1579 – Sir Francis Drake claimed a land he called Nova Albion (modern California) for England.
1631 – Mumtaz Mahal died during childbirth. Her husband, Mughal emperor Shah Jahan I, spent the next 17 years building her mausoleum, the Taj Mahal.
1673 – French explorers Jacques Marquette and Louis Jolliet reached the Mississippi River and became the first Europeans to make a detailed account of its course.
1775 – American Revolutionary War: Colonists inflicted heavy casualties on British forces while losing the Battle of Bunker Hill.
1839 – In the Kingdom of Hawaii, Kamehameha III issued the edict of toleration which gave Roman Catholics the freedom to worship in the Hawaiian Islands. The Hawaii Catholic Church and the Cathedral of Our Lady of Peace were established as a result.
1861 – American Civil War: Battle of Vienna, Virginia.
1863 – American Civil War: Battle of Aldie in the Gettysburg Campaign.
1876 – American Indian Wars: Battle of the Rosebud: One thousand five hundred Sioux and Cheyenne led by Crazy Horse beat back General George Crook’s forces at Rosebud Creek in Montana Territory.
1877 – American Indian Wars: Battle of White Bird Canyon: The Nez Perce defeated the U.S. Cavalry at White Bird Canyon in the Idaho Territory.
1885 – The Statue of Liberty arrived in New York Harbor.
1898 – The United States Navy Hospital Corps was established.
1901 – The College Board introduced its first standardized test, the forerunner to the SAT.
1930 – U.S. President Herbert Hoover signed the Smoot–Hawley Tariff Act into law.
1932 – Bonus Army: Around a thousand World War I veterans amassed at the United States Capitol as the U.S. Senate considered a bill that would give them certain benefits.
1933 – Union Station massacre: In Kansas City, Missouri, four FBI agents and captured fugitive Frank Nash are gunned down by gangsters attempting to free Nash.
1939 – Last public guillotining in France: Eugen Weidmann, a convicted murderer, was executed in Versailles outside the Saint-Pierre prison.
1948 – United Airlines Flight 624, a Douglas DC-6, crashed near Mount Carmel, Pennsylvania, and killed all 43 people on board.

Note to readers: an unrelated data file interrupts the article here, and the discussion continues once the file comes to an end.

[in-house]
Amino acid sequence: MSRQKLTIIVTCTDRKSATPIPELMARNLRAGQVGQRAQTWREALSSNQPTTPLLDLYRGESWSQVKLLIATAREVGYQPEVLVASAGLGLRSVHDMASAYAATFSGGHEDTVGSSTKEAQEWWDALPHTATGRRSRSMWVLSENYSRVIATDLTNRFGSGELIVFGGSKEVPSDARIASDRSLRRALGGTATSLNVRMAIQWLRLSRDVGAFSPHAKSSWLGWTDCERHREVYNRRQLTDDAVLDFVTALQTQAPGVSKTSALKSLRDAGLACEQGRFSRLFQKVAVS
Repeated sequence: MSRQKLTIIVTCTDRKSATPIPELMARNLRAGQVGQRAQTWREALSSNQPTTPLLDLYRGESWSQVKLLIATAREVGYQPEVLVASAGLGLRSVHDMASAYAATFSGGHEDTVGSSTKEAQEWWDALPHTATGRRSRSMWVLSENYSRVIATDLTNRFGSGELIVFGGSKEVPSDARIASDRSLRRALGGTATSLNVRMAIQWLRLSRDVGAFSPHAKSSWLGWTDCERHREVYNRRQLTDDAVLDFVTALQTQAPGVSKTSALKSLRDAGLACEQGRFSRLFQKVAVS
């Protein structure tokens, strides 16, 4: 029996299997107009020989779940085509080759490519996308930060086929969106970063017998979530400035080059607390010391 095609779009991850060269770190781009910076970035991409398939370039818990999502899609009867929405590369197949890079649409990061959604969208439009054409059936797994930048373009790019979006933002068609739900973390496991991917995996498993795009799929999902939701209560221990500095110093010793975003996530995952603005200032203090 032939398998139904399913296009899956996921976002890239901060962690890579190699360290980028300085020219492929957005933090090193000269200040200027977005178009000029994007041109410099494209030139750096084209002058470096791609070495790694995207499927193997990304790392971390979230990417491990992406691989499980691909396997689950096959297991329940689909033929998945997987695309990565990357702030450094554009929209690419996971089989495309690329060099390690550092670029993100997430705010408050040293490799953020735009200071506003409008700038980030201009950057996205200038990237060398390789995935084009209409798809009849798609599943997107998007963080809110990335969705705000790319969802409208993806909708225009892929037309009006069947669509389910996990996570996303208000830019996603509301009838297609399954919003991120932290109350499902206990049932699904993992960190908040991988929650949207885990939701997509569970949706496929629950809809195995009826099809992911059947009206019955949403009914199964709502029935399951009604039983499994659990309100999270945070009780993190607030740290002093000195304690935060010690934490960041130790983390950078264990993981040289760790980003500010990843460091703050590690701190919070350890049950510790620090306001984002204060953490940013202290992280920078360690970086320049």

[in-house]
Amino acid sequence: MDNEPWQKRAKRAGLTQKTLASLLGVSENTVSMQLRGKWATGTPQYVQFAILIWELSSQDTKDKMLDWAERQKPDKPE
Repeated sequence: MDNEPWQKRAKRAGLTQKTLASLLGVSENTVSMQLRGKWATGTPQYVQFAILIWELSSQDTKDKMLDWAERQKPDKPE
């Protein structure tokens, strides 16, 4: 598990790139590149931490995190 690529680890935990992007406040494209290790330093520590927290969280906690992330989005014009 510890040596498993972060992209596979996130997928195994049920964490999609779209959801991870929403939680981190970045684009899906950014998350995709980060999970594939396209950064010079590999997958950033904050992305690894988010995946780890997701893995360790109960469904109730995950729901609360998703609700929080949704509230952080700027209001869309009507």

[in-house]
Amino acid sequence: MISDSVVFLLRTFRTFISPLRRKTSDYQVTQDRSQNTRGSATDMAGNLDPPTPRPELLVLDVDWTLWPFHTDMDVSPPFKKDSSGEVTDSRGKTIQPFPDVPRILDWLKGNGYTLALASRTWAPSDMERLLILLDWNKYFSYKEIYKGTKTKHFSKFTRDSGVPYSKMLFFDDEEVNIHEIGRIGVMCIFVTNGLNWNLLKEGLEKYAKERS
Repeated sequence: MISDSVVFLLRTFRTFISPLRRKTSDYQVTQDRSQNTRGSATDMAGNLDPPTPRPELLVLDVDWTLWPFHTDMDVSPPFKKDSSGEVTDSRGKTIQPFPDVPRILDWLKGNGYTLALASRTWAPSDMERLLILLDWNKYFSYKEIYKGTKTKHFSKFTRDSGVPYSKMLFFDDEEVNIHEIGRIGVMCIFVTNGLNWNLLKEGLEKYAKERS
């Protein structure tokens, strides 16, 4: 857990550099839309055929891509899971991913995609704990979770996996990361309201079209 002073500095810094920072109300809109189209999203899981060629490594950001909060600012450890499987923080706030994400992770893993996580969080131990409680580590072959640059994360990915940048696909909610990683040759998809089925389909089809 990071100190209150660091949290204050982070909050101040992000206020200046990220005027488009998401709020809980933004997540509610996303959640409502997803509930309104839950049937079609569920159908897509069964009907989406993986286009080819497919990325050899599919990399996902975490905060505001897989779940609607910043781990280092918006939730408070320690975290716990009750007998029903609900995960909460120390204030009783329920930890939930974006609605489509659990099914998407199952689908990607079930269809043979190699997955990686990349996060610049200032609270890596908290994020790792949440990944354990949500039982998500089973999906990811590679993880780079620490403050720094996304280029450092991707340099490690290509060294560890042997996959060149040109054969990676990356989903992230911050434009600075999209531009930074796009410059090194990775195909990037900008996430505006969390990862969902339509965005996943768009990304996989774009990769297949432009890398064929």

1957 – “So Rare”, by Jimmy Dorsey Orchestra, peaked at #2.
1963 – The United States Supreme Court ruled 8–1 in Abington School District v. Schempp against requiring the reciting of Bible verses and the Lord’s Prayer in public schools.
1965 – British rock band The Kinks arrived in New York City and began their first US tour.
1967 – “Somebody To Love” by Jefferson Airplane peaked at #5.
1968 – Ohio Express’ “Yummy Yummy Yummy” went gold.
1970 – Led Zeppelin began their last European tour.
1971 – U.S. President Richard Nixon, in a televised press conference, called drug abuse “America’s public enemy number one”, which started the “War on Drugs.”
1971 – Carole King’s album “Tapestry” went to #1 on US album charts and stayed there for 15 weeks.
1972 – Watergate scandal: Five White House operatives were arrested for burgling the offices of the Democratic National Committee during an attempt by members of the administration of President Richard M. Nixon to illegally wiretap the political opposition as part of a broader campaign to subvert the democratic process.
1973 – Dolly Parton recorded her song “I Will Always Love You” for RCA in Nashville.
1985 – Space Shuttle program: STS-51-G mission: Space Shuttle Discovery launched carrying Sultan bin Salman bin Abdulaziz Al Saud, the first Arab and first Muslim in space, as a payload specialist.
1987 – With the death of the last individual of the species, the dusky seaside sparrow became extinct.
1992 – A “joint understanding” agreement on arms reduction was signed by U.S. President George Bush and Russian President Boris Yeltsin (this would be later codified in START II).
1994 – Following a televised low-speed highway chase, O. J. Simpson was arrested for the murders of his ex-wife, Nicole Brown Simpson, and her friend Ronald Goldman.
2015 – Nine people were killed in a mass shooting at Emanuel African Methodist Episcopal Church in Charleston, South Carolina.
2021 – Juneteenth National Independence Day, was signed into law by President Joe Biden, to become the first federal holiday established since Martin Luther King Jr. Day in 1983.
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